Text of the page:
I can’t even describe it. Being 11-years-old and being given the opportunity to meet your heroes… For a kid, that was wonderful. Mark [Hamill], Carrie [Fisher] and Harrison [Ford] – though I saw them as their characters all the time rather than as actors! And then to walk onto another set and find a Stormtrooper… Wow! Just to be face to face with one was mindblowing.
I don’t think I comprehended at that time the importance of what I was doing. I was just a kid having a fun – I was with my heroes and it was better than school! Little did I know it was going to be the basis of a career in acting and would shape my entire life. There aren’t many movies that people are interested in talking about many years later. There are plenty of films I’ve done that people won’t be interested in 30 years later! Leprechaun maybe (laughs).
Of course, you started off as a background Ewok before illness forced Kenny Baker to drop out of the role…
Yes, I was just a background extra basically. Though I was always getting featured. David Tomblin, the first assistant director, was a wonderful man and whenever he set up the crowd, he’d often put me at the front near R2-D2 or whoever. So I ended up being quite featured.
I then become one of only six Ewoks to go to America and I had the opportunity to expand on that. Poor old Kenny’s misfortune was my fortune. I was called on to replace him in a scene and the rest is history. I was given the name of ‘Wicket’ after that. The early call sheets said ‘Kenny Baker: Wicket. Warwick Davis: Warrick’. Then when the merchandise came out I became ‘Wicket W Warrick’.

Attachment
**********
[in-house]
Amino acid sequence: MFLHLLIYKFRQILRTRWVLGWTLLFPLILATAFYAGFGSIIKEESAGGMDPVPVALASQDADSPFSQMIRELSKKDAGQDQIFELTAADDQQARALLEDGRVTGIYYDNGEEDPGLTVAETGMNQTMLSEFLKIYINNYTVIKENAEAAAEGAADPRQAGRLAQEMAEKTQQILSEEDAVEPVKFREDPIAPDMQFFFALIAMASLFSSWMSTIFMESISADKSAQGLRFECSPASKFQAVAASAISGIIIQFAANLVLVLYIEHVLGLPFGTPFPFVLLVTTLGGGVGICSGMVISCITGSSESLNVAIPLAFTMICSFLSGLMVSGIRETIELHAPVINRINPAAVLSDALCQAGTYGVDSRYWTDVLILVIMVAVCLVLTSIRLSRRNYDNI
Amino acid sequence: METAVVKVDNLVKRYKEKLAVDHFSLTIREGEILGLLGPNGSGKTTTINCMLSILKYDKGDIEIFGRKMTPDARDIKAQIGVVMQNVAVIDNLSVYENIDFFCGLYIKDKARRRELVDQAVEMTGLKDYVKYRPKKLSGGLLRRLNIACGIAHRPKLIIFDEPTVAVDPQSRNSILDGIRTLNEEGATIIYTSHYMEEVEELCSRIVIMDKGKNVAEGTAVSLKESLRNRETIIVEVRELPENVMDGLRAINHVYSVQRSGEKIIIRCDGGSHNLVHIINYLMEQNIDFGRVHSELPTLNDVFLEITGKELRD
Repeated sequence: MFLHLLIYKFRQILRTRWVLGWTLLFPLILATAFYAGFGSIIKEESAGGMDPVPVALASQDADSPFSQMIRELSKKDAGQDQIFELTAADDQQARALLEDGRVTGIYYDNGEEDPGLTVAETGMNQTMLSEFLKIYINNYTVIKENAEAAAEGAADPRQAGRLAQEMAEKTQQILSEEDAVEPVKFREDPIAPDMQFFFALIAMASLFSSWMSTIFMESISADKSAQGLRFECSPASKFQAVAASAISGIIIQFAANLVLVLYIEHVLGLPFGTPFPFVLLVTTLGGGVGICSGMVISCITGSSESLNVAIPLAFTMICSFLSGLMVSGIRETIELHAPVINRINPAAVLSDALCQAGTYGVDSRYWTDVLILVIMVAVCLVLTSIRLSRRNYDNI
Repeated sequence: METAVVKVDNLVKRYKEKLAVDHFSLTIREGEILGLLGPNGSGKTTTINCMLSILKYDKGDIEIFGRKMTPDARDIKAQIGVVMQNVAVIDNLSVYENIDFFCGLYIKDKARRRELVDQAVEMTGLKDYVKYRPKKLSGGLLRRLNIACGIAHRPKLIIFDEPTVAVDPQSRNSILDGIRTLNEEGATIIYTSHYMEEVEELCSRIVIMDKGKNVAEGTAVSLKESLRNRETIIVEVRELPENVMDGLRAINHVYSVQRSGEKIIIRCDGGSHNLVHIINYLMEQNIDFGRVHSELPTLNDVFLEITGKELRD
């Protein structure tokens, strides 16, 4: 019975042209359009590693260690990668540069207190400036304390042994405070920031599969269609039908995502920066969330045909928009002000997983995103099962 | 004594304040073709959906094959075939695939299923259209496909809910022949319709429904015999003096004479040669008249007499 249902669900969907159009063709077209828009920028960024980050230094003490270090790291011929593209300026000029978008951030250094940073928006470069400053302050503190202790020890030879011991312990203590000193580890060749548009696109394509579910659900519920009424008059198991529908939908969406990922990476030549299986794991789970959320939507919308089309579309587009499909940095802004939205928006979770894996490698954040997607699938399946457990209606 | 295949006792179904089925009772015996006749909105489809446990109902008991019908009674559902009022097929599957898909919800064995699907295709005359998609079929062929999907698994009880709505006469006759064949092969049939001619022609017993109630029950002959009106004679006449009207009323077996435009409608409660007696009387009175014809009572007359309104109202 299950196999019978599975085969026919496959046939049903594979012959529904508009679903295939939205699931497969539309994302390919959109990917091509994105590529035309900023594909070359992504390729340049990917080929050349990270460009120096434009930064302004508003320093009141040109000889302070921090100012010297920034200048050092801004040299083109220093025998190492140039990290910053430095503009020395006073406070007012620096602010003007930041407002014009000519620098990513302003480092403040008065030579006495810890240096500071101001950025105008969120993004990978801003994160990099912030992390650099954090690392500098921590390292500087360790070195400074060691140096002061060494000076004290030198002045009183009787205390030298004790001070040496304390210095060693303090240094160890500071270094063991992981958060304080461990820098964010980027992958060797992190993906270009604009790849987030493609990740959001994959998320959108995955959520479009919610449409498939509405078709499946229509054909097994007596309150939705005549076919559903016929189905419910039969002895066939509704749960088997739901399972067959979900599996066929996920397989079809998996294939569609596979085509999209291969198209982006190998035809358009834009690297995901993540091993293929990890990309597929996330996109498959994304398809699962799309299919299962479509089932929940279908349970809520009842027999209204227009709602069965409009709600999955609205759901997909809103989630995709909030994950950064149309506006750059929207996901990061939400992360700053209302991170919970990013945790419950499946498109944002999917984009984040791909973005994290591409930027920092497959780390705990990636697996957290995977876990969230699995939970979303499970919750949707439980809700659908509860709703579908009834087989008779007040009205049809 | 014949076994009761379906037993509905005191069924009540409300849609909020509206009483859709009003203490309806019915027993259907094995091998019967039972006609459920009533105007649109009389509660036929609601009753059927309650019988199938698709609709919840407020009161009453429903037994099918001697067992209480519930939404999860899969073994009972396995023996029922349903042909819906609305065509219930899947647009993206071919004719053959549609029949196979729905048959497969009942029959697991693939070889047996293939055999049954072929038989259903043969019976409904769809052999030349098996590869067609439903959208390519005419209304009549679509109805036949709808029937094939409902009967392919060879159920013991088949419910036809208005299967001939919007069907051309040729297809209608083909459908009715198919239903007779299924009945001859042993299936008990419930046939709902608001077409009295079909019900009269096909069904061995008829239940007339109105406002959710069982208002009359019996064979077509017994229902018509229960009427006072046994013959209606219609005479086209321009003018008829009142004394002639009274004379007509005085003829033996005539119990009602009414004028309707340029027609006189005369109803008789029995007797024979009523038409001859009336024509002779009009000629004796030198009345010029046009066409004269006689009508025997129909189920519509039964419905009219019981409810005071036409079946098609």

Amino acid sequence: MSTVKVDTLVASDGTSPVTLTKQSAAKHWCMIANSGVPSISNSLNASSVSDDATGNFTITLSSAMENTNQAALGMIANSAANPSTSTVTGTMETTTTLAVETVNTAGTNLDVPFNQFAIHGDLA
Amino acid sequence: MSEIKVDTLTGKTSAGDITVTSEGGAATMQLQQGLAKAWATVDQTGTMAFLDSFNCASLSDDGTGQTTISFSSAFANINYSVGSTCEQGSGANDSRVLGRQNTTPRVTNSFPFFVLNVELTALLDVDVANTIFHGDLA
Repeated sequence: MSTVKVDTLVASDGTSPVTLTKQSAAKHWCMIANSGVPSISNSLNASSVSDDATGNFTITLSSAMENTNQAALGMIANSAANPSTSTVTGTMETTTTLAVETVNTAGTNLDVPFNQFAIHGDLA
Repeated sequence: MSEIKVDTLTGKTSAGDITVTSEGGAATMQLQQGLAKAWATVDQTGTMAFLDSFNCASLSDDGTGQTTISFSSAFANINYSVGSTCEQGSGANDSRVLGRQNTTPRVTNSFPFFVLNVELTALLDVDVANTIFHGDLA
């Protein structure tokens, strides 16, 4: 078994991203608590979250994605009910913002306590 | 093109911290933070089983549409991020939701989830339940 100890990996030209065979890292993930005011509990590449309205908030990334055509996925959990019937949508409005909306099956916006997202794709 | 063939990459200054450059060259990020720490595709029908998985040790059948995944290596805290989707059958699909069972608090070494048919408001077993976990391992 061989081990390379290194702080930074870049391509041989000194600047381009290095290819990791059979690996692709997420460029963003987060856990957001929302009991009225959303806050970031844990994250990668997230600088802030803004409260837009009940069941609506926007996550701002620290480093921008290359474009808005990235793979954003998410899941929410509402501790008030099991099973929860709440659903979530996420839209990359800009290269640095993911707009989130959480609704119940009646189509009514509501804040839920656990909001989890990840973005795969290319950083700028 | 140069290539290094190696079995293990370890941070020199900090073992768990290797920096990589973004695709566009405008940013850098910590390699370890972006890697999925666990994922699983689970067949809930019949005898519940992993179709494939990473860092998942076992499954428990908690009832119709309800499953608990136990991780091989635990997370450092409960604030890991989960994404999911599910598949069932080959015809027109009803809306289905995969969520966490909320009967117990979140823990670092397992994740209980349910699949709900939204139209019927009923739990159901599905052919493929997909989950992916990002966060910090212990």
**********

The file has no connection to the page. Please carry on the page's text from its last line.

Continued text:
Do you still speak Ewokese or Huttese?
Yeah, I remember [the Ewok war cry] “Yub Yub”. And “Lurdo” means idiot. I do have a dictionary of Ewokese from when we were doing the Ewok movies, so that I knew what I was saying. It’s quite a well thought-out little document!
I can remember some Huttese [from The Phantom Menace in which he played W. Wald], but I’ve forgotten what it means! I had various lines, and the sound designer Ben Burtt recorded them all. It was like one of those language tapes where you learn Italian. I’d listen to it, and repeat it to get the pronunciation exactly right.
Do you enjoy doing the convention circuit?
My favourite part of events like that is the on-stage presentations – getting up there and talking to fans, hearing what they have to say. Star Wars fans are such great people. They’re so passionate about Star Wars, they’ve got a great sense of humour about it. And they hang on every word, every detail of something new.